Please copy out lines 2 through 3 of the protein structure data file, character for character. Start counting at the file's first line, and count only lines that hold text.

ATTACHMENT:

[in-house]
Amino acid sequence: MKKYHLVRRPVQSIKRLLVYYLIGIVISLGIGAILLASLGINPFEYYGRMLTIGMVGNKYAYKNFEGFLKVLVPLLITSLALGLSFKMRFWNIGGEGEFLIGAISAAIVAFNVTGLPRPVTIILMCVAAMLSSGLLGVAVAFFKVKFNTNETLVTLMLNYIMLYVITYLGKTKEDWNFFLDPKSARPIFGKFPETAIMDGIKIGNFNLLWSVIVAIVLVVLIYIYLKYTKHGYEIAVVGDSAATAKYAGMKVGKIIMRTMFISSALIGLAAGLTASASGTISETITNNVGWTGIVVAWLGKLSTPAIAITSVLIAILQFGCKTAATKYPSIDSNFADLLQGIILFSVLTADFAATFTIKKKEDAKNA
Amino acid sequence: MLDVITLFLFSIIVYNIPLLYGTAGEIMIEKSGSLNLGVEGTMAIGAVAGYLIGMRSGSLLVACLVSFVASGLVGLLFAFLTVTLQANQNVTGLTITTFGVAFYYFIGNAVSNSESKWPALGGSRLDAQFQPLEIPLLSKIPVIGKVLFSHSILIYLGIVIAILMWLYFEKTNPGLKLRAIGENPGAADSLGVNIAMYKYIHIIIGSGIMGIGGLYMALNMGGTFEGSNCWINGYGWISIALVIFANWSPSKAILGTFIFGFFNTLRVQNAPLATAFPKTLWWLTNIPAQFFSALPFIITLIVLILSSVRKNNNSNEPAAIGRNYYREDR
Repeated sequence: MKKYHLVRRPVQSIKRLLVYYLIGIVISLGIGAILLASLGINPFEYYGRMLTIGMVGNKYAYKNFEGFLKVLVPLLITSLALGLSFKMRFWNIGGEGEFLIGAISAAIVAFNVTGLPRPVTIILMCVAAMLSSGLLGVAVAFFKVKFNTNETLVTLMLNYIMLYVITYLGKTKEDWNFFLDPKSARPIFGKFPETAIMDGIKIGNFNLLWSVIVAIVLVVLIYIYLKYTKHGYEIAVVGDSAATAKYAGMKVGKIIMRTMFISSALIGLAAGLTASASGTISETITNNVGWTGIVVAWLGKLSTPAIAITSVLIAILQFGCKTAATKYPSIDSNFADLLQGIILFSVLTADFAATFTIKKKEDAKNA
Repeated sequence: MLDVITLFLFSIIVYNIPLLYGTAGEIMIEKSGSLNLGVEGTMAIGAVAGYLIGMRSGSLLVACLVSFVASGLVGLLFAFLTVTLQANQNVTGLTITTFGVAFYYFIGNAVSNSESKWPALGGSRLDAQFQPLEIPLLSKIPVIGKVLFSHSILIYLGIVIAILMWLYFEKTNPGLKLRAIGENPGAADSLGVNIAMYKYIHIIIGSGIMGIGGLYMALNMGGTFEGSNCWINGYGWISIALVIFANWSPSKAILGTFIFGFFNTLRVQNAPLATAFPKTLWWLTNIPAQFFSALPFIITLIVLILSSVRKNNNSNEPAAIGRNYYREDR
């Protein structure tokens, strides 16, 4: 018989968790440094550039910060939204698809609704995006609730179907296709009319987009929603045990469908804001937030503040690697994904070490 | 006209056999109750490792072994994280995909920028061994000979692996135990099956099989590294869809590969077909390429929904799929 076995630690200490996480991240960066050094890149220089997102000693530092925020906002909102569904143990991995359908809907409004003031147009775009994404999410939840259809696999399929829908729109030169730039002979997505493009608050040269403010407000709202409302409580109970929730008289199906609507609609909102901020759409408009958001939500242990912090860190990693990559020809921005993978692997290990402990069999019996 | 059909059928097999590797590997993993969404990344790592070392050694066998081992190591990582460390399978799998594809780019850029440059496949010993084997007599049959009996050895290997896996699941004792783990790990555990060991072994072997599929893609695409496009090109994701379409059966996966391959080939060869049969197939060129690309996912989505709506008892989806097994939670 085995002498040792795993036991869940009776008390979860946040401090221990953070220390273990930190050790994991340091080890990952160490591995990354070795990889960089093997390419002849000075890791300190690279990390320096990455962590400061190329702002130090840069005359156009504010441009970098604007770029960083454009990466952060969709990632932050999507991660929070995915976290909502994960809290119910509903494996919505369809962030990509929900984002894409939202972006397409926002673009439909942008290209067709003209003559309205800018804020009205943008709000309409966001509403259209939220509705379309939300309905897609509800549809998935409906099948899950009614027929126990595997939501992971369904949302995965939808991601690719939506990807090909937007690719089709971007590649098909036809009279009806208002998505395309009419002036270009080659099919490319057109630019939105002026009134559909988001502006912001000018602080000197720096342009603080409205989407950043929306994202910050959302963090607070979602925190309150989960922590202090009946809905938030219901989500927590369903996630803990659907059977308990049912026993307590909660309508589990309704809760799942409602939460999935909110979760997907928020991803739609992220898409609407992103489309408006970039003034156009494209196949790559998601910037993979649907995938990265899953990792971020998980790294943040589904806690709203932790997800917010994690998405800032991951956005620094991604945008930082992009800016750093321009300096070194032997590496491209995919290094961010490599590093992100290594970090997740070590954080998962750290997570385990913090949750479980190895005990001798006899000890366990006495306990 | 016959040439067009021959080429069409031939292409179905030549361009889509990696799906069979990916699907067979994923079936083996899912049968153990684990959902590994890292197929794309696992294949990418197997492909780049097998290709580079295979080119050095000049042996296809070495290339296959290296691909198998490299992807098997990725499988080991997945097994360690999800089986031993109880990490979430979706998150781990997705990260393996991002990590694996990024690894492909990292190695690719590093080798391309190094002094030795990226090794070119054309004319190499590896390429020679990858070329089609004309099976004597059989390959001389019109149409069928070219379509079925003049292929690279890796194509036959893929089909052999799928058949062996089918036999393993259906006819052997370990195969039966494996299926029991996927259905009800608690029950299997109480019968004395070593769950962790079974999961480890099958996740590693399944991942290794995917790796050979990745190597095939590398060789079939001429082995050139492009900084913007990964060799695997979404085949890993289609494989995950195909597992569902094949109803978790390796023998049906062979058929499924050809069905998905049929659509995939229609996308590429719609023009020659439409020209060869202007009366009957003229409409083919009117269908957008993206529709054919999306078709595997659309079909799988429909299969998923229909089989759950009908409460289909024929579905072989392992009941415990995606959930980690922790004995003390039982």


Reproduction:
Amino acid sequence: MKKYHLVRRPVQSIKRLLVYYLIGIVISLGIGAILLASLGINPFEYYGRMLTIGMVGNKYAYKNFEGFLKVLVPLLITSLALGLSFKMRFWNIGGEGEFLIGAISAAIVAFNVTGLPRPVTIILMCVAAMLSSGLLGVAVAFFKVKFNTNETLVTLMLNYIMLYVITYLGKTKEDWNFFLDPKSARPIFGKFPETAIMDGIKIGNFNLLWSVIVAIVLVVLIYIYLKYTKHGYEIAVVGDSAATAKYAGMKVGKIIMRTMFISSALIGLAAGLTASASGTISETITNNVGWTGIVVAWLGKLSTPAIAITSVLIAILQFGCKTAATKYPSIDSNFADLLQGIILFSVLTADFAATFTIKKKEDAKNA
Amino acid sequence: MLDVITLFLFSIIVYNIPLLYGTAGEIMIEKSGSLNLGVEGTMAIGAVAGYLIGMRSGSLLVACLVSFVASGLVGLLFAFLTVTLQANQNVTGLTITTFGVAFYYFIGNAVSNSESKWPALGGSRLDAQFQPLEIPLLSKIPVIGKVLFSHSILIYLGIVIAILMWLYFEKTNPGLKLRAIGENPGAADSLGVNIAMYKYIHIIIGSGIMGIGGLYMALNMGGTFEGSNCWINGYGWISIALVIFANWSPSKAILGTFIFGFFNTLRVQNAPLATAFPKTLWWLTNIPAQFFSALPFIITLIVLILSSVRKNNNSNEPAAIGRNYYREDR